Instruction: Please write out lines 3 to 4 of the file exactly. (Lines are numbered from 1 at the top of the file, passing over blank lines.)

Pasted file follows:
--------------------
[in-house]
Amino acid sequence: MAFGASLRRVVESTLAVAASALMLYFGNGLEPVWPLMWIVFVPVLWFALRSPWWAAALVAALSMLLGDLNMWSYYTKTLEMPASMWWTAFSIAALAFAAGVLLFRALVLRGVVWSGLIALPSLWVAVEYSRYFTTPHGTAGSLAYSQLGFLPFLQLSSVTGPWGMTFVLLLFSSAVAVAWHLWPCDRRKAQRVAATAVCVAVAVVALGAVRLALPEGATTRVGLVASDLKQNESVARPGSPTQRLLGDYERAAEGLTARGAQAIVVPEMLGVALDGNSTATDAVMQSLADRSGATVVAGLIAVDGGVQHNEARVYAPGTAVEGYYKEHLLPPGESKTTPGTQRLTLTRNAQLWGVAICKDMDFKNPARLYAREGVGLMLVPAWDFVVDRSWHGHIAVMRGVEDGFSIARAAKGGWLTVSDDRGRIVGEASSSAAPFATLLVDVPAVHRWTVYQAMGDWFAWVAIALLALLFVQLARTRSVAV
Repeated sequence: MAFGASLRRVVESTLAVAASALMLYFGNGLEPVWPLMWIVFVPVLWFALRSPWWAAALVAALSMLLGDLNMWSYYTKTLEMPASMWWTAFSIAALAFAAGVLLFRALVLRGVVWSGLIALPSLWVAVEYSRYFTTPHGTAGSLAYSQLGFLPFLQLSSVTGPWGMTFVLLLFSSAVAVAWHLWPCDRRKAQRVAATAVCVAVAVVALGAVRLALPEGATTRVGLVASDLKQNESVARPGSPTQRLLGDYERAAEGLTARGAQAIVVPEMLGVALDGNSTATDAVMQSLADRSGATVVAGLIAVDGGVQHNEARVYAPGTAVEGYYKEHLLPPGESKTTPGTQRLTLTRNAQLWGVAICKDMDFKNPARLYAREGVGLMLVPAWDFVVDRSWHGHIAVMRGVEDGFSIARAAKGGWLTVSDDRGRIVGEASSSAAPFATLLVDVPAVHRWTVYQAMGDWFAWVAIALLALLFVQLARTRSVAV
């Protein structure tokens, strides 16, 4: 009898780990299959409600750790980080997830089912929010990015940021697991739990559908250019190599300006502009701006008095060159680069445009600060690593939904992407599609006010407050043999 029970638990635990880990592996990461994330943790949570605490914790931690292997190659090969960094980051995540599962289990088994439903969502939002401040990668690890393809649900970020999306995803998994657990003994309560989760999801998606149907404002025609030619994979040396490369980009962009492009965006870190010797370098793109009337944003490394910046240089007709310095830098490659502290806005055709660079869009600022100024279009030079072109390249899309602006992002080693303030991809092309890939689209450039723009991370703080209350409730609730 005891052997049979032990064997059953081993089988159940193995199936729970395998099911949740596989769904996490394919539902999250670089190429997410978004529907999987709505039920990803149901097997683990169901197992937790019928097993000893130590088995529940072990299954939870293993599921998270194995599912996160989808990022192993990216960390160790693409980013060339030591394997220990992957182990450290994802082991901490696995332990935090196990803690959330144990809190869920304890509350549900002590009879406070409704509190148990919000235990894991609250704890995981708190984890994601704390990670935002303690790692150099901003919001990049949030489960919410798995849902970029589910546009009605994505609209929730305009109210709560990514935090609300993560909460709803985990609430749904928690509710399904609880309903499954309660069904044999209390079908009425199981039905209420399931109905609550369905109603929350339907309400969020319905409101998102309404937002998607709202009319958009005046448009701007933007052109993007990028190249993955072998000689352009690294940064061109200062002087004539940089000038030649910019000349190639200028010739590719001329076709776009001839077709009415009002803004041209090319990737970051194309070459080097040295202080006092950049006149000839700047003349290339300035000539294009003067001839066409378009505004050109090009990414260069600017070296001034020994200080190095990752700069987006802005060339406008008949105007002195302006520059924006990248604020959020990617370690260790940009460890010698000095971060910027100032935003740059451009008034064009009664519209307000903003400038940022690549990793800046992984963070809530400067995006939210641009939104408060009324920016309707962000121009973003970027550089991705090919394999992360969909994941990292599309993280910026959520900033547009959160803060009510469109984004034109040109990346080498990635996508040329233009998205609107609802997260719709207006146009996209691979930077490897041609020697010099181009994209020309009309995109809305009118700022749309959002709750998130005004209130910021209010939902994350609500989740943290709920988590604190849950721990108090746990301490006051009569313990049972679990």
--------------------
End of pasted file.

Repeated sequence: MAFGASLRRVVESTLAVAASALMLYFGNGLEPVWPLMWIVFVPVLWFALRSPWWAAALVAALSMLLGDLNMWSYYTKTLEMPASMWWTAFSIAALAFAAGVLLFRALVLRGVVWSGLIALPSLWVAVEYSRYFTTPHGTAGSLAYSQLGFLPFLQLSSVTGPWGMTFVLLLFSSAVAVAWHLWPCDRRKAQRVAATAVCVAVAVVALGAVRLALPEGATTRVGLVASDLKQNESVARPGSPTQRLLGDYERAAEGLTARGAQAIVVPEMLGVALDGNSTATDAVMQSLADRSGATVVAGLIAVDGGVQHNEARVYAPGTAVEGYYKEHLLPPGESKTTPGTQRLTLTRNAQLWGVAICKDMDFKNPARLYAREGVGLMLVPAWDFVVDRSWHGHIAVMRGVEDGFSIARAAKGGWLTVSDDRGRIVGEASSSAAPFATLLVDVPAVHRWTVYQAMGDWFAWVAIALLALLFVQLARTRSVAV
């Protein structure tokens, strides 16, 4: 009898780990299959409600750790980080997830089912929010990015940021697991739990559908250019190599300006502009701006008095060159680069445009600060690593939904992407599609006010407050043999 029970638990635990880990592996990461994330943790949570605490914790931690292997190659090969960094980051995540599962289990088994439903969502939002401040990668690890393809649900970020999306995803998994657990003994309560989760999801998606149907404002025609030619994979040396490369980009962009492009965006870190010797370098793109009337944003490394910046240089007709310095830098490659502290806005055709660079869009600022100024279009030079072109390249899309602006992002080693303030991809092309890939689209450039723009991370703080209350409730609730 005891052997049979032990064997059953081993089988159940193995199936729970395998099911949740596989769904996490394919539902999250670089190429997410978004529907999987709505039920990803149901097997683990169901197992937790019928097993000893130590088995529940072990299954939870293993599921998270194995599912996160989808990022192993990216960390160790693409980013060339030591394997220990992957182990450290994802082991901490696995332990935090196990803690959330144990809190869920304890509350549900002590009879406070409704509190148990919000235990894991609250704890995981708190984890994601704390990670935002303690790692150099901003919001990049949030489960919410798995849902970029589910546009009605994505609209929730305009109210709560990514935090609300993560909460709803985990609430749904928690509710399904609880309903499954309660069904044999209390079908009425199981039905209420399931109905609550369905109603929350339907309400969020319905409101998102309404937002998607709202009319958009005046448009701007933007052109993007990028190249993955072998000689352009690294940064061109200062002087004539940089000038030649910019000349190639200028010739590719001329076709776009001839077709009415009002803004041209090319990737970051194309070459080097040295202080006092950049006149000839700047003349290339300035000539294009003067001839066409378009505004050109090009990414260069600017070296001034020994200080190095990752700069987006802005060339406008008949105007002195302006520059924006990248604020959020990617370690260790940009460890010698000095971060910027100032935003740059451009008034064009009664519209307000903003400038940022690549990793800046992984963070809530400067995006939210641009939104408060009324920016309707962000121009973003970027550089991705090919394999992360969909994941990292599309993280910026959520900033547009959160803060009510469109984004034109040109990346080498990635996508040329233009998205609107609802997260719709207006146009996209691979930077490897041609020697010099181009994209020309009309995109809305009118700022749309959002709750998130005004209130910021209010939902994350609500989740943290709920988590604190849950721990108090746990301490006051009569313990049972679990």